Interactive Lecture Demonstrations

This material was originally created for Starting Point:Introductory Geology
and is replicated here as part of the SERC Pedagogic Service.

Initial Publication Date: December 21, 2006

Created by Dorothy Merritts, Robert Walter (Franklin & Marshall College), Bob MacKay (Clark College). Enhanced by Mark Maier with assistance from Rochelle Ruffer, Sue Stockly and Ronald Thornton

Interactive Lecture Demonstrations engage students in activities that confront their prior understanding of a core concept. The activity can be a classroom experiment, a survey, a simulation or an analysis of secondary data.

What is an Interactive Lecture Demonstration?

Interactive Lecture Demonstrations introduce a carefully scripted activity, creating a "time for telling" in a traditional lecture format. Because the activity causes students to confront their prior understanding of a core concept, students are ready to learn in a follow-up lecture. Interactive Lecture Demonstrations use three steps in which students:

  1. Predict the outcome of the demonstration. Individually, and then with a partner, students explain to each other which of a set of possible outcomes is most likely to occur.
  2. Experience the demonstration. Working in small groups, students conduct an experiment, take a survey, or work with data to determine whether their initial beliefs were confirmed (or not).
  3. Reflect on the outcome. Students think about why they held their initial belief and in what ways the demonstration confirmed or contradicted this belief. After comparing these thoughts with other students, students individually prepare a written product on what was learned.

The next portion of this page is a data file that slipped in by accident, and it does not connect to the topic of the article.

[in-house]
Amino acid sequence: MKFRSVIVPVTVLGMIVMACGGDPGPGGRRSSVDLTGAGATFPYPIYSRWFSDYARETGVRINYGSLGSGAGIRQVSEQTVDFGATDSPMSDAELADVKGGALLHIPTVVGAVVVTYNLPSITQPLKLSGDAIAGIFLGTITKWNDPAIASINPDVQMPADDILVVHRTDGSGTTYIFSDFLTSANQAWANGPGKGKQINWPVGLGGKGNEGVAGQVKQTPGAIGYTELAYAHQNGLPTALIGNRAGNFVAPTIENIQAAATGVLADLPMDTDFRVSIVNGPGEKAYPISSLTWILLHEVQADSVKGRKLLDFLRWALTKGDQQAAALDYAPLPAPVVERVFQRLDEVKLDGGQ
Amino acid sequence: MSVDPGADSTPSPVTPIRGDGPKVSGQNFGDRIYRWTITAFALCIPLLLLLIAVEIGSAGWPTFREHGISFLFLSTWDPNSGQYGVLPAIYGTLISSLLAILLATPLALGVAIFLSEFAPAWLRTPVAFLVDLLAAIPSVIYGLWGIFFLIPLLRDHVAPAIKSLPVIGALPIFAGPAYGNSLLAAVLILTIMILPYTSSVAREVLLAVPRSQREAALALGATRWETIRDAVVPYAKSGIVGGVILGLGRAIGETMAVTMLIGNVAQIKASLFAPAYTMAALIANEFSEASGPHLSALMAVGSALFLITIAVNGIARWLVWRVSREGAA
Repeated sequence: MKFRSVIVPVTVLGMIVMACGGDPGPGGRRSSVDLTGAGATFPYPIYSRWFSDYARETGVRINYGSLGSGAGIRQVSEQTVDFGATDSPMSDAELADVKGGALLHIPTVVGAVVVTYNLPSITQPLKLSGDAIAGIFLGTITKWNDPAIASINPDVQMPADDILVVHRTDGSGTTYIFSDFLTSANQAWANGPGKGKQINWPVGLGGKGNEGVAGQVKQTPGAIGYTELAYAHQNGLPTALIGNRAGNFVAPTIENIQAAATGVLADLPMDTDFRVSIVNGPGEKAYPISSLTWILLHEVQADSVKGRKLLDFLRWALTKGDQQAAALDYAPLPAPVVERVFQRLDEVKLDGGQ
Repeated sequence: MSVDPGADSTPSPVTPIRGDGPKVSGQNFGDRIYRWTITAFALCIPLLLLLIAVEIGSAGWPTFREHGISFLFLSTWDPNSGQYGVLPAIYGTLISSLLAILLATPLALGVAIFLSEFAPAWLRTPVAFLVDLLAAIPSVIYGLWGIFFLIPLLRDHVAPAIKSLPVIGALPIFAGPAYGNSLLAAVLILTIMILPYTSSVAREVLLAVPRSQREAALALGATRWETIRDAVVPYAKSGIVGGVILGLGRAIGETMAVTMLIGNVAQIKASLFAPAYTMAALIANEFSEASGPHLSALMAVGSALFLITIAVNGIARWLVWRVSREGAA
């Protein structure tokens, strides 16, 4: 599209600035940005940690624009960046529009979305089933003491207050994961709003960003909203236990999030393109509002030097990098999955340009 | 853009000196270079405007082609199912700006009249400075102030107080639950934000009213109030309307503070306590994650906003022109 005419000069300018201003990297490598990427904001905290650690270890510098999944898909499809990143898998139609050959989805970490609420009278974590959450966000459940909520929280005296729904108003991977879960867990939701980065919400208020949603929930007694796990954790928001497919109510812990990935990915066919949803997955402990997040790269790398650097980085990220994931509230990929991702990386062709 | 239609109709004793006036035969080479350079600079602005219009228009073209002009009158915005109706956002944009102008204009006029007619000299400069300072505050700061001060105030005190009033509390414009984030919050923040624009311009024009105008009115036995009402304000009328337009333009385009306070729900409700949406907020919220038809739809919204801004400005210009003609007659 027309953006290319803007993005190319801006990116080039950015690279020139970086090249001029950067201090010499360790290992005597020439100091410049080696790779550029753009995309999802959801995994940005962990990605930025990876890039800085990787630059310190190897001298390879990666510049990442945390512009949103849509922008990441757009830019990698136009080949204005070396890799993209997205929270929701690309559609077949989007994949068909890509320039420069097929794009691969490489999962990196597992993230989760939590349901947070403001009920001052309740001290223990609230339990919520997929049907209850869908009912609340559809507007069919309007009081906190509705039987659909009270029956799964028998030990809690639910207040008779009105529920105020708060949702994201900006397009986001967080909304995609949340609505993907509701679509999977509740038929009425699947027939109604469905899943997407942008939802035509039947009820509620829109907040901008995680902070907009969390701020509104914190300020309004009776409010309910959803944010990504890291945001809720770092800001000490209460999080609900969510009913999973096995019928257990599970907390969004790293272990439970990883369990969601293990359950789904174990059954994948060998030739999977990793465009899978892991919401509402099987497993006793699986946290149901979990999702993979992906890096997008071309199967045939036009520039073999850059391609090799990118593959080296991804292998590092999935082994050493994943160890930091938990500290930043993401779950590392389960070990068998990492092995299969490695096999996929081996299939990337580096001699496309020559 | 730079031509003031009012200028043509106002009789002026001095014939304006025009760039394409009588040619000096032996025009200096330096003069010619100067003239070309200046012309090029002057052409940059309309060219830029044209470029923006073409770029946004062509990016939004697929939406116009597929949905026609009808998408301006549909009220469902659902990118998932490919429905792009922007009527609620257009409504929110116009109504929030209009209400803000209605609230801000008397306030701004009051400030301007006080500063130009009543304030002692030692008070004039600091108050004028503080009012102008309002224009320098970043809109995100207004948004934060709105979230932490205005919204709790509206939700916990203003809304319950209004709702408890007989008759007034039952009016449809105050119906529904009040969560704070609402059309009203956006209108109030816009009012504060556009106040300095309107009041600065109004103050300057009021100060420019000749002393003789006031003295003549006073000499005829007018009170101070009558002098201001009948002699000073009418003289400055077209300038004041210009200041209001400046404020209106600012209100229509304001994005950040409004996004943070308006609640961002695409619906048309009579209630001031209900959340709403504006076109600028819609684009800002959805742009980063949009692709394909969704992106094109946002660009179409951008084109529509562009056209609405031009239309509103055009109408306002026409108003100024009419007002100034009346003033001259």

More on what is an Interactive Demonstration

Why Use Interactive Lecture Demonstrations

Research shows that students acquire significantly greater understanding of course material when traditional lectures are combined with interactive demonstrations. Each step in Interactive Demonstrations--Predict, Experience, Reflect--contributes to student learning. Prediction links new learning to prior understanding. The experience engages the student with compelling evidence. Reflection helps students identify and consolidate that they have learned.

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How to Use Interactive Lecture Demonstrations in Class

Effective interactive lecture demonstrations require that instructors:

  • Identify a core concept that students will learn.
  • Chose a demonstration that will illustrate the core concept, ideally with an outcome different from student expectations.
  • Prepare written materials so that students can easily follow the prediction, experience and reflection steps.

More on how to use Interactive Demonstrations in class

Examples of Interactive Lecture Demonstrations

  • Ready to use examples are available and can be browsed by topic.

References and Resources

References and Resources about Interactive Lecture Demonstrations

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